ERIC Number: ED445876
Record Type: RIE
Publication Date: 1999
Service Learning: A Strategy for Rural School Improvement and Community Revitalization. (Benefits)[Squared]: The Exponential Results of Linking School Improvement and Community Development, Issue Number Two.
The future of rural schools is inextricably linked to the future of their surrounding communities, and service learning is a powerful tool for capitalizing on those links. Service learning makes students active participants in service projects that respond to community needs while furthering the academic goals of students. Service learning projects are enormously varied and may address community needs related to health, poverty, social issues, or the environment. Although most projects are implemented in the middle or high school grades, elementary school students can benefit as well. For service learning to be effective, it must be integrated into the school's ongoing curriculum, and the teacher must identify the academic objectives to be addressed through the activity. The teacher's role must change to being an organizer or facilitator, and school schedules and rules must become more flexible to accommodate service learning activities. All school and community participants should agree beforehand on an activity's basic purpose. Service learning benefits students by providing authentic learning relevant to daily life and work, promoting social values and good citizenship, teaching work skills, and improving critical thinking and self-esteem. Various examples of rural service learning projects are described, and five information resources are profiled. (SV)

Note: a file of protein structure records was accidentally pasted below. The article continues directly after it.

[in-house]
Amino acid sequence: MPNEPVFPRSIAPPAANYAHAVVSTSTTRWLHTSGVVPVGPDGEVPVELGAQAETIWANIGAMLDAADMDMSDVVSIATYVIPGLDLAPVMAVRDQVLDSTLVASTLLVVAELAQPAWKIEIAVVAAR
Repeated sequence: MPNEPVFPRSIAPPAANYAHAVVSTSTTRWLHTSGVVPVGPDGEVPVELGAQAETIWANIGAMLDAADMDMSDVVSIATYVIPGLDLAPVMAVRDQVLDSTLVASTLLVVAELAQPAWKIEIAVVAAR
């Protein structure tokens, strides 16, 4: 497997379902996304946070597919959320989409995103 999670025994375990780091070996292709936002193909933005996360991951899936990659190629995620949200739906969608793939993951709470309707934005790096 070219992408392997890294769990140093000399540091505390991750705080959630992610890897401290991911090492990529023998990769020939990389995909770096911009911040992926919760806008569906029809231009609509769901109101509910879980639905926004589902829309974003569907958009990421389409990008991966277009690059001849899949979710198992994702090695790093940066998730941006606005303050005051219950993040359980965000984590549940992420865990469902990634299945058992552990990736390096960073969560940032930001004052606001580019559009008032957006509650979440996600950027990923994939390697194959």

Descriptors: Active Learning, Community Development, Elementary Secondary Education, Rural Schools, School Community Relationship, Service Learning, Student Development, Student Projects, Teacher Role
Full text at Web site: http://www.sedl.org/prep/benefits2/issue2.
Publication Type: Reports - Descriptive
Education Level: N/A
Sponsor: Office of Educational Research and Improvement (ED), Washington, DC.
Authoring Institution: Southwest Educational Development Lab., Austin, TX.